Prompt Seven l images by Lauren Frances Evans
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We had dinner at the table and talked. It was hard to talk at first. I talked, and she said not much. And then I couldn’t talk, but I kept trying things. We ate salad and we ate beans. After a while, I thought of something to say. It got a little easier as the meal went on.
She said she was pretty tired.
Okay, I said.
Then she said she’ll just sleep downstairs.
I said her name and looked at her. I’ll sleep downstairs, I said. It’s fine.
Okay, she said.
I told her I was sorry I made her uncomfortable.
BOUND TO BEING; KNOT CONNECTED. LAUREN FRANCES EVANS. 2015.
after a lifetime of being
just a passing thought
in the black expanse of knowing
my god gave me a broken body
twisted on itself and ugly
but it was
the only body left
and I was so tired of being left
so here I am
corrugated and recyclable
my structural integrity called into question
every time it rains
Drilling for Oil
I have a habit of admiring other people’s veins. Snake-sized, sinewy, accessible veins. The veins I did not inherit. The veins I wish I had.
There is a slight intake of breath when I enter, a quick darting of the eyes to a co-worker, a sudden need to use the restroom.
The short one tells me I don’t drink enough water (a lie). She misses twice and thus I am passed to contestant #2.
The dark-haired one tells me she is a vein whisperer and there will be no trouble in her blood-letting alcove. She sticks me four times without success.
Prompt 6 l images by Mark Klett
From the series Stereo Files, "Saguaro," and "Day at Point Imperial" see more
Joe Allen Artz
Through Two Mind's Eyes
My eyes continue to show me two choices at opportune times. My left eye shows the boiling pot spilling; the right shows me backing away. I choose the right and am saved a scalding burn. As a rattlesnake strikes, my right eye shows it aimed at my ankle; my left shows its opened mouth shooting toward my calf. I choose the left image, and the fangs strike the thick leather of my boot, not the flesh a few inches higher.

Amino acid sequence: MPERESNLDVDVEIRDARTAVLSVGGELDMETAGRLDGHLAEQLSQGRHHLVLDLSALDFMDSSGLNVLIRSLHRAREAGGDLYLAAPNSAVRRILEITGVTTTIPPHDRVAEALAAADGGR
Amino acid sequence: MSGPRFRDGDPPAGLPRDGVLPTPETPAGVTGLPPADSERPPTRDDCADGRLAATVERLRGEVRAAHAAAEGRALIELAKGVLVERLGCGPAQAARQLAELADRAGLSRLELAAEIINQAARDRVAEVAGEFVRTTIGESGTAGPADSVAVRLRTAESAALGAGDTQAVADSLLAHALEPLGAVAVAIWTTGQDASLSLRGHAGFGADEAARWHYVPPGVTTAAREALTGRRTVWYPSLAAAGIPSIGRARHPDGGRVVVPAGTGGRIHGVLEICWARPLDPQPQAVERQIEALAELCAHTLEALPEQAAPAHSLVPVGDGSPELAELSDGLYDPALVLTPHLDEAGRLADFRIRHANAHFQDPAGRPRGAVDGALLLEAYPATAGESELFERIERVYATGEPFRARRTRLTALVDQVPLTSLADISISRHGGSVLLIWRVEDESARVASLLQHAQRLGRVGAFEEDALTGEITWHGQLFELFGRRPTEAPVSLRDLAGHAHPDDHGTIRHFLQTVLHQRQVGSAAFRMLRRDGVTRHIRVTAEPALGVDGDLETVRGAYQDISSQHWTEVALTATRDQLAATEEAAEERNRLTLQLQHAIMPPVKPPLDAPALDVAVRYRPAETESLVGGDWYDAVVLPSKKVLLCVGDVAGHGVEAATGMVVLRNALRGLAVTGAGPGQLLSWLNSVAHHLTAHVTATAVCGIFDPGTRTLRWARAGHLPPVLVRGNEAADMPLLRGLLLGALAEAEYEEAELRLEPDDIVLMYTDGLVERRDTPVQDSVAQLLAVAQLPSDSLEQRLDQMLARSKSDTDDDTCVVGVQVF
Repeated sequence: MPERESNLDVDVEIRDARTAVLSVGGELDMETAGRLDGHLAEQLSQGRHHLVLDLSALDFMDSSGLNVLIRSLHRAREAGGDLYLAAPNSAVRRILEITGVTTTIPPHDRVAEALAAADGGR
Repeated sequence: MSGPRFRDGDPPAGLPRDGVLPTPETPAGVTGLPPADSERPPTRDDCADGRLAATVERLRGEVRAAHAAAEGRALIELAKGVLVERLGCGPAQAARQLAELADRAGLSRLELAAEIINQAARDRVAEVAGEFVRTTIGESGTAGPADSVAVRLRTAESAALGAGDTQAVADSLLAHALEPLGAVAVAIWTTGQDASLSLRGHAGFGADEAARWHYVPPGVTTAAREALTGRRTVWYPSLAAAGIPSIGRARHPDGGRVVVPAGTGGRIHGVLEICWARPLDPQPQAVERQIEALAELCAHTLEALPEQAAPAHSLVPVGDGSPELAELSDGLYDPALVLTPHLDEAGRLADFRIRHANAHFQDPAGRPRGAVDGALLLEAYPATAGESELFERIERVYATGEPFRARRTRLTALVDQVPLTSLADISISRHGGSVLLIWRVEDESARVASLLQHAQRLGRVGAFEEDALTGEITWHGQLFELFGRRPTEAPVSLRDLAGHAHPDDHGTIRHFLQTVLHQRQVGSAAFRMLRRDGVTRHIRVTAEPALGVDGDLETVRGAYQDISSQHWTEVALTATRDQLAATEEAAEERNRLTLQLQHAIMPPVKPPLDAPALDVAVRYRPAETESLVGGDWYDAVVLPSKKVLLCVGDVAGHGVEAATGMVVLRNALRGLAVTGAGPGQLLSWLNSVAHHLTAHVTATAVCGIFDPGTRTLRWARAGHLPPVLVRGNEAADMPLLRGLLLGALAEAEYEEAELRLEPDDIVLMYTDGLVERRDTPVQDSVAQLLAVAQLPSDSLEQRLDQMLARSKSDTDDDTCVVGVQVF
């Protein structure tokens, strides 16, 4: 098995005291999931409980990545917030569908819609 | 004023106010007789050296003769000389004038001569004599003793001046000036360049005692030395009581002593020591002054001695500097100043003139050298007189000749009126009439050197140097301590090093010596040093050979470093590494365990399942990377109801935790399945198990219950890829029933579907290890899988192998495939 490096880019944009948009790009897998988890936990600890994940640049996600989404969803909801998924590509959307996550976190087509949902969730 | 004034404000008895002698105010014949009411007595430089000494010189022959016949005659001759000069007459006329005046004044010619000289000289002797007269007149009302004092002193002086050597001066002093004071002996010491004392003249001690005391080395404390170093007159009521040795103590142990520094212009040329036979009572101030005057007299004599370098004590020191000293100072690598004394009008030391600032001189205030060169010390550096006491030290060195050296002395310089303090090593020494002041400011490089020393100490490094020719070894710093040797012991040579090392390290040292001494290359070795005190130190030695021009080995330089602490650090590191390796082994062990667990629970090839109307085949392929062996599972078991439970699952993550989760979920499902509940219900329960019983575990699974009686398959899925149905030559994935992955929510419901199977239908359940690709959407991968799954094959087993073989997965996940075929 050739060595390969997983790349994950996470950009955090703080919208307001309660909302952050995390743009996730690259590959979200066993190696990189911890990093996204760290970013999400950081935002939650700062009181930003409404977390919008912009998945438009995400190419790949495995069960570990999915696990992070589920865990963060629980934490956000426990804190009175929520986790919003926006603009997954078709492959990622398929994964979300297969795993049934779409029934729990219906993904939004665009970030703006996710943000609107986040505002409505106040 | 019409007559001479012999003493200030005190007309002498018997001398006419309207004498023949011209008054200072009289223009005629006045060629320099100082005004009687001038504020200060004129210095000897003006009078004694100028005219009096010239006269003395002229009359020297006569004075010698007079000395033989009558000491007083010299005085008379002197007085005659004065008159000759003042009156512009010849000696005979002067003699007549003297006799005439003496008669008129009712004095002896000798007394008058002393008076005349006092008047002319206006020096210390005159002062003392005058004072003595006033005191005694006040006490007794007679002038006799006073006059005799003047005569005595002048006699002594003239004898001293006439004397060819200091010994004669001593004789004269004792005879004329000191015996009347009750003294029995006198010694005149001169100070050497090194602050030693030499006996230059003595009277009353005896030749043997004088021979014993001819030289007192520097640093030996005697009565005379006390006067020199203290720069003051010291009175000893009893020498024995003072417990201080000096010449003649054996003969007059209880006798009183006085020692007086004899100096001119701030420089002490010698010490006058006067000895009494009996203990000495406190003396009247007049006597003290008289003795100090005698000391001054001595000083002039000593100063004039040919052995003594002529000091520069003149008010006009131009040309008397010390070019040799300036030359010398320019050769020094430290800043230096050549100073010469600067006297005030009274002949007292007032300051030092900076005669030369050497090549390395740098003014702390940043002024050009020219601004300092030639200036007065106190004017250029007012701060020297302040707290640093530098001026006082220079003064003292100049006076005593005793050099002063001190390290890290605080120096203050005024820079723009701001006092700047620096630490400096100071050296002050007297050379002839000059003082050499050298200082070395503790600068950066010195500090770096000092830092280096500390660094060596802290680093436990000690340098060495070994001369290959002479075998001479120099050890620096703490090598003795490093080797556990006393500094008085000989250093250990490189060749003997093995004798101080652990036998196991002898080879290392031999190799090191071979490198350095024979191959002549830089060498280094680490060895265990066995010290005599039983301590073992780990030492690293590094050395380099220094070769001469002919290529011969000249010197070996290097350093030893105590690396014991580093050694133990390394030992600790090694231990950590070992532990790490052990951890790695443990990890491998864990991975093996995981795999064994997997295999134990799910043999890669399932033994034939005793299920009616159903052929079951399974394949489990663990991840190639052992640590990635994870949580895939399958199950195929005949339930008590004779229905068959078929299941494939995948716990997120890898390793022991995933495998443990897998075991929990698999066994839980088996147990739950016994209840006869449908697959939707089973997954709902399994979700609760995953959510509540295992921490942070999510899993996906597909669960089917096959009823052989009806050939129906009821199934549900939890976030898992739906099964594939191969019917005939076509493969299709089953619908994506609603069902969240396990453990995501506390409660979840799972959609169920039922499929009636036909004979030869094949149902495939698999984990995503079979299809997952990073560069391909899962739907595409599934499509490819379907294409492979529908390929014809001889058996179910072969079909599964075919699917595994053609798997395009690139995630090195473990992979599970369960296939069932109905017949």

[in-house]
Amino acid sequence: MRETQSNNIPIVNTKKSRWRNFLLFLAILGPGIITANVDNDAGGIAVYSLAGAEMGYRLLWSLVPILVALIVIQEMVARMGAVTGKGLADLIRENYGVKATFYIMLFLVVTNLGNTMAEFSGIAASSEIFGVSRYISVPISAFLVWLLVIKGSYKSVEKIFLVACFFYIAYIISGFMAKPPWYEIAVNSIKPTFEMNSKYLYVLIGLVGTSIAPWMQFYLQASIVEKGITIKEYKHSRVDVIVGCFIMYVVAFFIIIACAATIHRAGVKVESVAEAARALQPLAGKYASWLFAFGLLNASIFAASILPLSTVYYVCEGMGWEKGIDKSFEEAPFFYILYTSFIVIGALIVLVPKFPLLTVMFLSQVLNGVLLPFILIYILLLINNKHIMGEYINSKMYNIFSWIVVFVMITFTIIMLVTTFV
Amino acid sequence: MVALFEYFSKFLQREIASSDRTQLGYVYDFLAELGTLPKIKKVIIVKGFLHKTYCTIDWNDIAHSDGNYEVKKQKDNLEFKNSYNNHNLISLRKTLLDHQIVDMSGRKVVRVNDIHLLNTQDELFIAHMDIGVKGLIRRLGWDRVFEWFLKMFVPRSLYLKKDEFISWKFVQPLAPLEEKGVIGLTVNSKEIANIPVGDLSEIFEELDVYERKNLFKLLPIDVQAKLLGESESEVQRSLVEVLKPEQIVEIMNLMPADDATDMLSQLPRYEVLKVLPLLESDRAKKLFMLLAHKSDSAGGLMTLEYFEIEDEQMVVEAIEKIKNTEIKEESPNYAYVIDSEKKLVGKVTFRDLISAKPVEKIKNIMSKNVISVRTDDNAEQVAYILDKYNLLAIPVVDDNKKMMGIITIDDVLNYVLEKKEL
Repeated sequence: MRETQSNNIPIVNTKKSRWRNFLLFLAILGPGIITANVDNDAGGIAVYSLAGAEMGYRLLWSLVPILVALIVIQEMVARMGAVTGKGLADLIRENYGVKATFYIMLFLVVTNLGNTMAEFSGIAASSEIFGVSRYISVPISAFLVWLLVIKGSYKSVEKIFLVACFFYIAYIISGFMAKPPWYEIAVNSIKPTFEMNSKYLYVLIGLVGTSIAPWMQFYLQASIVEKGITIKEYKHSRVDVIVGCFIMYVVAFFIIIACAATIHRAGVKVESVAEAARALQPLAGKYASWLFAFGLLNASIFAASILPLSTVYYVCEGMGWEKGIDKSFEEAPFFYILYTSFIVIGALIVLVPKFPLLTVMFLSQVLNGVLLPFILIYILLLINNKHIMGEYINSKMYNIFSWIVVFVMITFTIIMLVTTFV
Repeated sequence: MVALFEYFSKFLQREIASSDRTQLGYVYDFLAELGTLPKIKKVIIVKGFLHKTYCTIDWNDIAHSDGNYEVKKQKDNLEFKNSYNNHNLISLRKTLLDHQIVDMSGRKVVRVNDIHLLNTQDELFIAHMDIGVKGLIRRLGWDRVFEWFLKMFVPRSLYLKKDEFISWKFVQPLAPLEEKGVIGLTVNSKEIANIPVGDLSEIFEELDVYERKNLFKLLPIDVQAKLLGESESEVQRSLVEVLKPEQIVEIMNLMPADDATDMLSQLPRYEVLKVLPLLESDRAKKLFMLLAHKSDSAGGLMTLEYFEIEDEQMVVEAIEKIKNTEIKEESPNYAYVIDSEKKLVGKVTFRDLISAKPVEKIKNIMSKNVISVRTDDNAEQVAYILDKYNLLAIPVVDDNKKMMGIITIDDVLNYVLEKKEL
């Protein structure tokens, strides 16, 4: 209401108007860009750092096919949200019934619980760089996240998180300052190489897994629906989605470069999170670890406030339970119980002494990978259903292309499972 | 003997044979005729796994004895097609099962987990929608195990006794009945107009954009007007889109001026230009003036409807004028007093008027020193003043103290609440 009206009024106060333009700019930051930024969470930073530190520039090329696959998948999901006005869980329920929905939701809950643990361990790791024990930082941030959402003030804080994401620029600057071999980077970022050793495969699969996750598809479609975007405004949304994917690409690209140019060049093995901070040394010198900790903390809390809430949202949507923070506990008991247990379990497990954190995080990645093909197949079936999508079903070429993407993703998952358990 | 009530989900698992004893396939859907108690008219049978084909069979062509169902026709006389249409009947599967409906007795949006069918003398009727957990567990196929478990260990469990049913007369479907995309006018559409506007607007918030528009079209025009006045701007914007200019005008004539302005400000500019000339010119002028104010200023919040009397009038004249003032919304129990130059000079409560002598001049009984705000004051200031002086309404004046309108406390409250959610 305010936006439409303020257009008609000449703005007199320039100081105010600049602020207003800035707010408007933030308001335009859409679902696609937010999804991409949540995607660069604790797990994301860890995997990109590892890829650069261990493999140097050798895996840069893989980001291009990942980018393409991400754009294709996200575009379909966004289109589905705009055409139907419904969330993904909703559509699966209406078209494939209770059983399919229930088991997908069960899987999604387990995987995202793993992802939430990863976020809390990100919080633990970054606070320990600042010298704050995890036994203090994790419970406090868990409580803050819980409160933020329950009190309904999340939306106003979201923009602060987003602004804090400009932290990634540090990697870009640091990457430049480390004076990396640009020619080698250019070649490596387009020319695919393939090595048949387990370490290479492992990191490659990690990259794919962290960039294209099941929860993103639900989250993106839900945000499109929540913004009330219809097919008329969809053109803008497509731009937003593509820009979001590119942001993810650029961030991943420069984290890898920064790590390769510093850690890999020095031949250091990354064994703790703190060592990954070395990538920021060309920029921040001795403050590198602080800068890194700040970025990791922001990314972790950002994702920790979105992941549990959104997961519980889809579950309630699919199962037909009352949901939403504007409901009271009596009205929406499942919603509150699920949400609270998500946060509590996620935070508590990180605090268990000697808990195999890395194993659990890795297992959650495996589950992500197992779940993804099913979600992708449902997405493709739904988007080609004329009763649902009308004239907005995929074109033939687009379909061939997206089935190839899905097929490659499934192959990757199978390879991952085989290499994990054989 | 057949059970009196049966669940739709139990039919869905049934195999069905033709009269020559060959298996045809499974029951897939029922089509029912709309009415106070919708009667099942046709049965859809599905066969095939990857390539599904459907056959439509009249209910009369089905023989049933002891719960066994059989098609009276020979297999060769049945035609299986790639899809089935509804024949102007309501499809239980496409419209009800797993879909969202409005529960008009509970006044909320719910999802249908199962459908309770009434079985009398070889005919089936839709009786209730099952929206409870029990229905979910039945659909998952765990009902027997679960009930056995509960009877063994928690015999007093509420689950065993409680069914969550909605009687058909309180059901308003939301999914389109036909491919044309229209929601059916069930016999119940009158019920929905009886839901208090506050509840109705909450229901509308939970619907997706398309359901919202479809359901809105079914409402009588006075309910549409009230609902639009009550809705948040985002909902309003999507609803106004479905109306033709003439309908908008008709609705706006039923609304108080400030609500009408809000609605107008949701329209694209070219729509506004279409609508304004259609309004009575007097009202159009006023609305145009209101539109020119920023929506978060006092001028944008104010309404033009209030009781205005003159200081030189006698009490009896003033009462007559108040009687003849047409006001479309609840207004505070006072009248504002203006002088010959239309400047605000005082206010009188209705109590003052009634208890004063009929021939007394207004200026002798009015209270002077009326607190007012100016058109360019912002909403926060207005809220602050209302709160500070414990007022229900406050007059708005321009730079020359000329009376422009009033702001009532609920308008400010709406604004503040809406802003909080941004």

There and they’re—a pigtailed pair
who share the same vulnerability
to glaucoma. Two more match
tie-dyed shirts, Kruse Brothers
Car Club hats. Duplicate nails,
converge in Twinsberg, Ohio
every August. In Twinsberg, Ohio,
this picture of me. grand canyon. 1975. i am eight. i am browner than a squirrel with a nut in her cheek & my hair is snot green from the chlorine in the pools & my mouth is full of too big, clambering teeth, full of high pine needles & binoculars & stars and the high dark society of night...
Saguaro Woman Sings Love Songs to Herself
In the moon when my older sisters’ fruit ripens
I drink trays of rain, swell my pleated middle.
By the moon when fat falls from animals,
my hairy toes gripping sand long for a dew-sip
but clouds too lose their fat.
My crown rises toward tinny stars.
“What is it about that place?” my wife asks.
She means the Grand Canyon; she wants to know why I need to keep going back. Though if anyone knows, it would be her: we saw it together—my first time—nearly 35 years ago, in August. I had driven across country with a kidney stone, the tiniest sliver of calcium compounds, a miniscule collection of crystals, an implausible cause of blinding pain. The next night she’d have to call an ambulance to get me from our hotel to the hospital in Flagstaff. But that afternoon, far above the turbid Colorado River—I would have been envious, if I had known how effortlessly its flow moves house-sized boulders—I walked along, both hands pressed against my abdomen, focused narrowly on my feet until she—my girlfriend, then—called out. I had wandered off the path. My right foot stopped inches from the rim.
Prompt 6 l prose poems by Francesca Abbate
Montaigne begins his essay “On Liars” with a critique of his own memory: “I can hardly,” he claims, “find a trace of it in myself.” On today’s late afternoon walk by the river, Not Baby watches as, in the just lifting fog of another mild winter day, the antenna-masted paperboard factory turns into an antique vessel and sets sail.
Because of the warmth and lack of snow, biologists have counted fewer bald eagles this year at the confluence just west, though there have been some sightings on smaller tributaries as they scavenge carcasses in farm fields.
Rarely does Not Baby call up her ghosts; so many may, after all, still be breathing, like the young man who camped near the radiator next to her apartment door twenty years ago, either because the shelter down the street was full, or because he preferred the solitude of the 2nd floor foyer in that half-tenanted building where, for a week, he didn’t—as many others had, and would—snore, piss himself, or go for her ankle when she stepped over him at 3am after closing up the bar.
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